Wired Wilderness by . Baltimore : Johns Hopkins University Press , 2010 . ISBN : 978-0-8018-9710-8 . £28.50 .
I was one of the first to try radio tracking in Britain. I recall the frustration of arguing with officialdom about the legal issues associated with hedgehogs carrying radio transmitters. After many months, it was finally agreed that my animals would be licensed as ‘testing and development stations’ and that I should retain a log of everything said during transmissions. However, as this book reveals, my travails were as nothing compared to those faced by the early pioneers of radio tracking in the USA!
By exhaustive trawls though official correspondence, personal interviews, archive and library searches, the author documents the social and political context in which radio tracking developed. We are so accustomed to seeing the technique in use on wildlife TV films that it's hard to see what the problem might have been. However, it seems that early plans to track bears in national parks (for good bear conservation reasons) ran into fundamental objections regarding the nature of protected wilderness. Does sticking a radio on an animal compromise its ‘wildness’? Apparently there were important people who thought it did and that invalidating the fundamental concept of wilderness was too high a price to pay for whatever might be learned. This battle was fought out in the press, through official exchanges and in the face of foot-dragging by those who were opposed to this type of research and feared that key principles might be overtaken by the need to pursue purely scientific objectives. Radio tracking requires animals to be immobilised, with a small but real risk of fatalities. Just one dead bear (or tiger or whale) adds petrol to the flames of controversy.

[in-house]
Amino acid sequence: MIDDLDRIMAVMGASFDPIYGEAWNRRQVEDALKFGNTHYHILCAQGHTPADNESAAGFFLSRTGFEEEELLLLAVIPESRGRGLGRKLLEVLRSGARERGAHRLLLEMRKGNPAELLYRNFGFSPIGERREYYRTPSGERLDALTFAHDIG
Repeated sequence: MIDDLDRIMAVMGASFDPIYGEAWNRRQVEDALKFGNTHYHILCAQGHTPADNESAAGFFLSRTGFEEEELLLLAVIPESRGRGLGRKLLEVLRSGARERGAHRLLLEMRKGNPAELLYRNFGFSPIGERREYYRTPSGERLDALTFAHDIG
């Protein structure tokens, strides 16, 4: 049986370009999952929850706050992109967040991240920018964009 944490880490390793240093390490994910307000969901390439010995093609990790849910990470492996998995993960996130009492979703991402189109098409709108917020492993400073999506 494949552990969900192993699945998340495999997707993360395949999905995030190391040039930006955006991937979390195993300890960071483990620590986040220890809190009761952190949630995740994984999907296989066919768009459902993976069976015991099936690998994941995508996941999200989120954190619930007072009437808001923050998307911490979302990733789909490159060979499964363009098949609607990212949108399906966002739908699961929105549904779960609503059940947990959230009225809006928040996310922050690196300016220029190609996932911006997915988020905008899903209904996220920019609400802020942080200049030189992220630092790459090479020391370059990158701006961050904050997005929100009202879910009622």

Chapter 3 reviews the (American) use of radio tracking to study movements and abundance of tigers in India. Similar problems arose there too, with the added complications of perceived ‘scientific imperialism’, a complex political context (sometimes nothing to do with wildlife) and personality clashes. Accommodating visiting VIPs and wealthy donors (not all of them in favour of radio tracking) was a highly sensitive issue and disrupted studies, but not half as much as closing the national park to allow Royalty its customary opportunity to hunt tigers and other wildlife.
Moving on to the tagging of whales and dolphins added yet more background issues, notably the animal welfare lobby, popular sentiment regarding cetaceans and commercial pressures from major public attractions wishing to capture and exhibit the animals (especially killer whales).
If you want to read a gripping tale of wildlife research in the face of constant aggravation, this is it! The focus is entirely American, but then they did invent the idea of radio tracking and first applied it. Later developments by others, including use of the Argos satellite and the potential use of camera traps instead of radio collars to study movements and individuals, forms the final comment in the book. It is suggested that perhaps we may have moved on technically and also that a compromise has been reached between the public interest in knowing more about large animals, and public concern for their wellbeing and for the integrity of wild places.